My italics. I think that is about as explicit as he can possibly be. More to the point, Obama has ruled out containment of Iran, the position I take, and never raises the issue of Israel's nuclear weaponry. What more could AIPAC want? What they lack is trust. And here's where I think Obama gives a reason for trust. He believes that a nuclear Iran would destroy nuclear non-proliferation in the Middle East, which, in his eyes, is a core threat to US interests:

If Iran gets a nuclear weapon, this would run completely contrary to my policies of nonproliferation. The risks of an Iranian nuclear weapon falling into the hands of terrorist organizations are profound. It is almost certain that other players in the region would feel it necessary to get their own nuclear weapons. So now you have the prospect of a nuclear arms race in the most volatile region in the world, one that is rife with unstable governments and sectarian tensions. And it would also provide Iran the additional capability to sponsor and protect its proxies in carrying out terrorist attacks, because they are less fearful of retaliation … [Even taking Israel out of the equation], it would … be a profound national-security interest of the United States to prevent Iran from getting a nuclear weapon.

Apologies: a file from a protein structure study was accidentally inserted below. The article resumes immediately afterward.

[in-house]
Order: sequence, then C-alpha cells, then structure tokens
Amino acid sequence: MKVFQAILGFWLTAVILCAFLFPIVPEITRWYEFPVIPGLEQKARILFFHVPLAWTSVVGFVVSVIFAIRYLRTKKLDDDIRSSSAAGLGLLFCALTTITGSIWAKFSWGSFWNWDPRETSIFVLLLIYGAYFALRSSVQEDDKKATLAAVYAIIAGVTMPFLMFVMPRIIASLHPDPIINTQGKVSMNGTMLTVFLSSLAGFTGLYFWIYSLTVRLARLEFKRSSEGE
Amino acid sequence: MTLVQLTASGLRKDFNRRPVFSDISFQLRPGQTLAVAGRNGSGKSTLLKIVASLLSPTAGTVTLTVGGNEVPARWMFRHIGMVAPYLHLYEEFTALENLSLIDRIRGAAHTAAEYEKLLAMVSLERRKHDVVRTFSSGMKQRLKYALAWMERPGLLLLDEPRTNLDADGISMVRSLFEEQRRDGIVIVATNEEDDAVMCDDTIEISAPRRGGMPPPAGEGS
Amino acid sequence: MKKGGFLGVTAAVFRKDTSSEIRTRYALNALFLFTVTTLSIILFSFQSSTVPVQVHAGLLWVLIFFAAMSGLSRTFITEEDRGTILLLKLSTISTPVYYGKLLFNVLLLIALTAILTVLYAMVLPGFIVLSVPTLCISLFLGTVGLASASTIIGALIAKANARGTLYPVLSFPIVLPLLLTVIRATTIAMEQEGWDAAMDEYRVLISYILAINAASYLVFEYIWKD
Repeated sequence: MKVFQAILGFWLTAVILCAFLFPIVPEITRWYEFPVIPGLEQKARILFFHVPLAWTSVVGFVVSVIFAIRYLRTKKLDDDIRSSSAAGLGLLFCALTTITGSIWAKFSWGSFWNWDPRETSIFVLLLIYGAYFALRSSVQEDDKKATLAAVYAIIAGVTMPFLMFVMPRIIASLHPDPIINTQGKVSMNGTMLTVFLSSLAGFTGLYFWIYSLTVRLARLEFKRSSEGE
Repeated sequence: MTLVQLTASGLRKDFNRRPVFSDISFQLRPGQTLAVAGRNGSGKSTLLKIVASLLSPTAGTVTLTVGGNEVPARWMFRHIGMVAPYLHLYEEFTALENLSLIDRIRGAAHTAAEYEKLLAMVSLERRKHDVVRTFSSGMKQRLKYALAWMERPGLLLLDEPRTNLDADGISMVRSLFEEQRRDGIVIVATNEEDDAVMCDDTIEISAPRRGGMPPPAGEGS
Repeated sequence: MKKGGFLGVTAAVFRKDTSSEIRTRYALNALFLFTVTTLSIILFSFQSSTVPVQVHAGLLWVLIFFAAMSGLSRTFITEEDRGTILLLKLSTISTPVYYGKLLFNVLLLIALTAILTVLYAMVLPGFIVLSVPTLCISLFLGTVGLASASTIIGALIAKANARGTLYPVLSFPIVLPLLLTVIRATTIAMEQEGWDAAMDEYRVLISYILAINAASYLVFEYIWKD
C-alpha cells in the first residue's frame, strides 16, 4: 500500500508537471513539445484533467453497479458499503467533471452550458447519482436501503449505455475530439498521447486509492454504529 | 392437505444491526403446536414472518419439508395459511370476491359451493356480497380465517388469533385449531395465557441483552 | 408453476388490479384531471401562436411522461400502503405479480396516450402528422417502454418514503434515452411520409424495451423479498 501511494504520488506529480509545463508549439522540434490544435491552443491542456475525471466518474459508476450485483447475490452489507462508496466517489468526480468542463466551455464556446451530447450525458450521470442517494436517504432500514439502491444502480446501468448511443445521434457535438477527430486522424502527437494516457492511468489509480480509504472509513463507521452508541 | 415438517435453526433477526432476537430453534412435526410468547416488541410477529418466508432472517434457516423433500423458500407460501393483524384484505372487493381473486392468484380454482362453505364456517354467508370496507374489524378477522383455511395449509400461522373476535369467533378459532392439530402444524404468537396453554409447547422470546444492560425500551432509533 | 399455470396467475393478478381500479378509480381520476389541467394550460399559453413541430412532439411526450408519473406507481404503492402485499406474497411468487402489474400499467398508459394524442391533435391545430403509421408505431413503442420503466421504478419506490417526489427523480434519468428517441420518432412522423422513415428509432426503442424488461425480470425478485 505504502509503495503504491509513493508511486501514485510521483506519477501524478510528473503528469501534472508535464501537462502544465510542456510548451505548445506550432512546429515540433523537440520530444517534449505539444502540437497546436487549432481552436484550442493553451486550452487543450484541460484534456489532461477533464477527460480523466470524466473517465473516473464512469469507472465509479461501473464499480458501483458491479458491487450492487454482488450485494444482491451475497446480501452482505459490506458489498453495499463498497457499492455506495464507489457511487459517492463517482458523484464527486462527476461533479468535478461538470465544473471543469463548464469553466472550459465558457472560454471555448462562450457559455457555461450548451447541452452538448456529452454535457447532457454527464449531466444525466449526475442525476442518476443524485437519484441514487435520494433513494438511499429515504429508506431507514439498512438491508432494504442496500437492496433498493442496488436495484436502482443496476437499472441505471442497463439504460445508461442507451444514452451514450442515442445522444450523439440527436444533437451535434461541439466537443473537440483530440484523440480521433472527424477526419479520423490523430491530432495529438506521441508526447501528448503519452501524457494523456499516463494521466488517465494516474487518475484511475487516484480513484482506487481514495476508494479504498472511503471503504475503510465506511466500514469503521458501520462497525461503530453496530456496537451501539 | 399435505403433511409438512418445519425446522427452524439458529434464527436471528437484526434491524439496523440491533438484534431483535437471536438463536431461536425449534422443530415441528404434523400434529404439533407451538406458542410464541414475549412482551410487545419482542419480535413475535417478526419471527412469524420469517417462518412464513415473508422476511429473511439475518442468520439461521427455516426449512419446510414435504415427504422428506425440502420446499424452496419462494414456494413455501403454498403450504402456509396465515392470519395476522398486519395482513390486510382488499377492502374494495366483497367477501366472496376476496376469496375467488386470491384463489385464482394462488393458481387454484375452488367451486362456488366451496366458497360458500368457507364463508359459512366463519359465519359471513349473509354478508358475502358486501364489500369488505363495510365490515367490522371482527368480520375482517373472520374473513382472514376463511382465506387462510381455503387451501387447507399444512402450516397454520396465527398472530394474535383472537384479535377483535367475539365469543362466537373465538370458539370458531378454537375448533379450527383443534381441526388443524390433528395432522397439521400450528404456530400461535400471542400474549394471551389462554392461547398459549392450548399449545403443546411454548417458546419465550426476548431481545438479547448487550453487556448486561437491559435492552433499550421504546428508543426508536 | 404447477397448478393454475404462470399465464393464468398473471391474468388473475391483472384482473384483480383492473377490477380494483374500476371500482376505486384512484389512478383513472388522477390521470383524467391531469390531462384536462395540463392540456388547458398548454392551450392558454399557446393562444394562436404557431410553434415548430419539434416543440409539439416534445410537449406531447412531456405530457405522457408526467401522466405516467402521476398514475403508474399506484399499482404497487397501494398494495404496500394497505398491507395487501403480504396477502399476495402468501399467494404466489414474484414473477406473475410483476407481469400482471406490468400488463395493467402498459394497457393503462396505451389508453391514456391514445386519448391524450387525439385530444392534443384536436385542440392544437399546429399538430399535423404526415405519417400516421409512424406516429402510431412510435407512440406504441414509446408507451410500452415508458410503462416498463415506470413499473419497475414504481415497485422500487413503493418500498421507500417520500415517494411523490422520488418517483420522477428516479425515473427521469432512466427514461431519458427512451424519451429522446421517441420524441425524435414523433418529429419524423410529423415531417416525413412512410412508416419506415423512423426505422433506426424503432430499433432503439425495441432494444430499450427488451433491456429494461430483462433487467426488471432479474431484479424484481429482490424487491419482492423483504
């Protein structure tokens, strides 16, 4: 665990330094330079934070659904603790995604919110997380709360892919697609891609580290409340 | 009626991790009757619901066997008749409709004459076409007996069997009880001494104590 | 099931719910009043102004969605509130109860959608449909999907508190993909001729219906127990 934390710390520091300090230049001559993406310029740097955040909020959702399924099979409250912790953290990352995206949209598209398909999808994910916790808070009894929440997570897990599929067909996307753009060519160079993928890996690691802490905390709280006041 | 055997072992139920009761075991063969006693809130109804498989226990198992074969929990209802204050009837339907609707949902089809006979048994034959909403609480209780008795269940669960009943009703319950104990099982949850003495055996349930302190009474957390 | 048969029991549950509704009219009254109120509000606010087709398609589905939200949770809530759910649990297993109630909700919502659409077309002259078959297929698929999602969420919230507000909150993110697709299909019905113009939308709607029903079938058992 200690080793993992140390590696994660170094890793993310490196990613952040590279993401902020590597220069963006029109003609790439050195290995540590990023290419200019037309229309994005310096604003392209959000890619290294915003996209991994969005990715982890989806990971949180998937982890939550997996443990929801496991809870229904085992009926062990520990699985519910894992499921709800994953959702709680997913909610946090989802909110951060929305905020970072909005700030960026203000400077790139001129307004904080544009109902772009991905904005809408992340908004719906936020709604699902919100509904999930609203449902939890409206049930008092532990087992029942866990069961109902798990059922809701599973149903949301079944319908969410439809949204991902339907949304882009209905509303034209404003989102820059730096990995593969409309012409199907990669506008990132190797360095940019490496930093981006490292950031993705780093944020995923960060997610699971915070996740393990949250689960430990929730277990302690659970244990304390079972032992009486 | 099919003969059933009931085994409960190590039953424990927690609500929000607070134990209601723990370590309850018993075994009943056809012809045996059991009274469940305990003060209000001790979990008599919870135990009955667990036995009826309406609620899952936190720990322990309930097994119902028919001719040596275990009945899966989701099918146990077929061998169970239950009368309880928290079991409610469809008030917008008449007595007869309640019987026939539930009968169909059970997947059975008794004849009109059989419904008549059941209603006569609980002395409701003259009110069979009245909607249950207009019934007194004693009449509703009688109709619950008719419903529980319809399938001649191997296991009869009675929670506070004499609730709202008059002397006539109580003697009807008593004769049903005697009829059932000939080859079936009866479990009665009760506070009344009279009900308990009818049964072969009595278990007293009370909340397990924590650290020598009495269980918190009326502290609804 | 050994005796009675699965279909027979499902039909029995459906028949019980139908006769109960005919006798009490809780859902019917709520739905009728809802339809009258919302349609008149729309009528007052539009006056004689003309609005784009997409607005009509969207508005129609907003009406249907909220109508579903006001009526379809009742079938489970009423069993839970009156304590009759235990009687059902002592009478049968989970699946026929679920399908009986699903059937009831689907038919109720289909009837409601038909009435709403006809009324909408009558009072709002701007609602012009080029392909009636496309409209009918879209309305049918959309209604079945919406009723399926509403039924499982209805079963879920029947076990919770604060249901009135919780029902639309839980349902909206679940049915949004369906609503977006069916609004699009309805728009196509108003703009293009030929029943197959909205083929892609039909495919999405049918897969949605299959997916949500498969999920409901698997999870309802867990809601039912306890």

So what Obama is clearly saying to the Israelis is: I've got this. Now he needs them to believe this for the policy to work. And by framing this in terms of his liberal and long-held position on nuclear non-proliferation, he makes it, to my ears, much more credible. For what it's worth, I see no reason to disbelieve him. He's never said anything else, and it's where his liberal realist instincts lie. For my part, I think containment is a perfectly feasible strategy – and the sanest one – but I am not Obama. I would never call the alliance with Israel "sacrosanct." No alliance, in my view, should ever be "sacrosanct" or "unbreakable". But Obama is comfortable with the permanent, even sacred, fusion of the US and Israel. Nothing in his career from Hyde Park on has ever suggested otherwise. That he disagrees with the policy of continuing to expand Greater Israel through settlements is no contradiction to this. In his eyes, such settlements are dooming Israel, imperiling its most important diplomatic relationship, and empowering its enemies.